Q: You are a radiation oncologist with a particular interest in cancer of the prostate. How does the molecular study of prostate, as well as other cancers, including Next Generation Sequencing (NGS), help inform Precision Radiation Oncology?
A: Radiation oncology is a specialty where the accuracy and precision of treatment delivery is vital to the safety and outcomes of our patients. Many specialized techniques are utilized to enhance this precision, including intensity modulated radiation therapy, image-guided radiation therapy, and volumetric arc therapy. Emerging modalities such as proton and carbon therapy take advantage of the physics of heavy ions to potentially minimize normal tissue toxicity. With these methods, we are in essence, performing precision oncology, tailoring radiotherapy to each individual patient. However, precision oncology is much more than that, as novel technologies have expanded our understanding of the drivers of cancer that may be targetable or dictate response to treatment. Currently, emerging evidence has shown the benefits of biomarker-directed systemic treatments, but what about genomic markers to guide radiation therapy? Although the preclinical and retrospective data supports the notion of this possibility, results from prospective studies are not yet available.
Perhaps the most promising and straightforward example of biomarker-directed radiation therapy is in head and neck cancer (HNC). The human papilloma virus (HPV) has been identified as a cause of head and neck cancer. Compared to non-HPV induced HNCs, HPV associated HNCs have better outcomes due to their increased radiation sensitivity. Efforts to de-escalate radiation therapy in this population have yielded encouraging results, and prospective randomized studies are ongoing. However, more work is needed, as not all HPV-associated HNCs have good outcomes. Identifying this subset of patients using genomics and other information is crucial to optimize precision radiation therapy for these patients.
Along these lines, the prediction of tumor sensitivity to radiation would be a powerful tool for precision radiation oncology. The Radiation Sensitivity Index (RSI) is one such test. This molecular signature has been validated for colorectal, head and neck, esophageal, and breast cancers, and patients with tumors that have a radiosensitive signature had improved outcomes. Prospective trials incorporating the RSI to help inform treatment decisions are needed to validate the clinical utility of this signature.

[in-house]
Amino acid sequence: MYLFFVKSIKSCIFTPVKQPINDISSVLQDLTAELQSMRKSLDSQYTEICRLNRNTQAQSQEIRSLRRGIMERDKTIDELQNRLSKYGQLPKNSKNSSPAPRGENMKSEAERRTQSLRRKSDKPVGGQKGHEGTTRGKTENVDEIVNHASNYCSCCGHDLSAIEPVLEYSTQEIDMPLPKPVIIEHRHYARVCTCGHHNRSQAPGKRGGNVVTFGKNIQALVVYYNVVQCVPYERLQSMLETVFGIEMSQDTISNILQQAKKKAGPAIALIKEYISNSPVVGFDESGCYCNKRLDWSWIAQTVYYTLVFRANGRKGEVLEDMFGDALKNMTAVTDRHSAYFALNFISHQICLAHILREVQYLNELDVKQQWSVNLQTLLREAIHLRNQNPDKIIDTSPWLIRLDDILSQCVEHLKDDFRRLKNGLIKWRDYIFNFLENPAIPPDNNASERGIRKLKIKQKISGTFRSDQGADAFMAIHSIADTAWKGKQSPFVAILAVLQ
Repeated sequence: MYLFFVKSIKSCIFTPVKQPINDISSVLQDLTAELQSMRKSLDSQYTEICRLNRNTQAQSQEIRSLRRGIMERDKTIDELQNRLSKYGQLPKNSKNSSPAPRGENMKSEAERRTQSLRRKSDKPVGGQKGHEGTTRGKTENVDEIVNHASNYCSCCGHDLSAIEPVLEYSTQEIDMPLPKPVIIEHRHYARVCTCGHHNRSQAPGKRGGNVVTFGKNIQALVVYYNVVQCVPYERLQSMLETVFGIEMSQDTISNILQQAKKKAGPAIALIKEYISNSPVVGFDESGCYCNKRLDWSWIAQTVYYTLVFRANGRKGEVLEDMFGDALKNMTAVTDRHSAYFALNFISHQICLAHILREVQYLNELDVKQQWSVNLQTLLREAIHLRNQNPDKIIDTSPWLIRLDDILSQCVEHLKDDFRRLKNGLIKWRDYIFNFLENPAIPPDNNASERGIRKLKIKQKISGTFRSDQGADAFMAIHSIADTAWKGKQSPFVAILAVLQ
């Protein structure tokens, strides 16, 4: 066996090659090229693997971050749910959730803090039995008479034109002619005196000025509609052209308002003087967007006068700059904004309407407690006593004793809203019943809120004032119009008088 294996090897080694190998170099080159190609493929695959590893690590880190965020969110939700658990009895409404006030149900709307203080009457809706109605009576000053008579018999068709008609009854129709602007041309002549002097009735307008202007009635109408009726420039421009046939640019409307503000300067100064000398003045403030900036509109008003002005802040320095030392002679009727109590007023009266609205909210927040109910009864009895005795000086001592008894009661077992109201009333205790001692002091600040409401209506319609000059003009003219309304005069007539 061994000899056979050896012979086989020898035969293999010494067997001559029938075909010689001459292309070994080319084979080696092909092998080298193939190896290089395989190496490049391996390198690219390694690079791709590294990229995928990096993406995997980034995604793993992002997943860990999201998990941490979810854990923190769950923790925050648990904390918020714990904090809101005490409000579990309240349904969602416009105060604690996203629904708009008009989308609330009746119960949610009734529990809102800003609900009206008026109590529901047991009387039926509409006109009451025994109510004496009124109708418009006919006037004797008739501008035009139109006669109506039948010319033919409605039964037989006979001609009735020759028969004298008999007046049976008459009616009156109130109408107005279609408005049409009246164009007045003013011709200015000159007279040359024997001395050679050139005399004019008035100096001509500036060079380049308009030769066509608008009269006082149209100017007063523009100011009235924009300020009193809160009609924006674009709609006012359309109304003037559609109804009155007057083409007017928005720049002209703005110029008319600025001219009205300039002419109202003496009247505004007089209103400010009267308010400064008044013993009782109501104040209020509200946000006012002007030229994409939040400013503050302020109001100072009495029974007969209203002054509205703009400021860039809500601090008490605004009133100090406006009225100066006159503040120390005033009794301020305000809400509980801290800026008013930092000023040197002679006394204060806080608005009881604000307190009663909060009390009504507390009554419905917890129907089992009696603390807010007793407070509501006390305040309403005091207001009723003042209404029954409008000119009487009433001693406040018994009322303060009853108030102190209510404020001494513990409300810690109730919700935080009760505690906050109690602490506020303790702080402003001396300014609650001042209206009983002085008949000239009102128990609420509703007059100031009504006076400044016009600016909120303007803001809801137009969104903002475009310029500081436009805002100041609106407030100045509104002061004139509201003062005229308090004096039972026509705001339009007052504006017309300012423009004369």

In prostate cancer, a number of genomic signatures have also been reported that can identify more aggressive disease that is at high risk for metastasis or recurrence. Additionally, investigators recently reported the subtyping of prostate cancers using a genomic test approved in breast cancer that could potentially classify prostate cancers that respond well to androgen-deprivation therapy. Similar to the RSI, prospective validation of these findings is needed.
In summary, recent advances in tumor genomics have created potential opportunities to guide and optimize radiation treatment for cancer patients beyond traditional technical improvements. Results are promising, and prospective validation studies are currently ongoing. Given these exciting results, precision radiation oncology will be a part of the standard treatment algorithm in the near future.
Eddy Yang’s contact info is included in the author affiliations at the top of this page.
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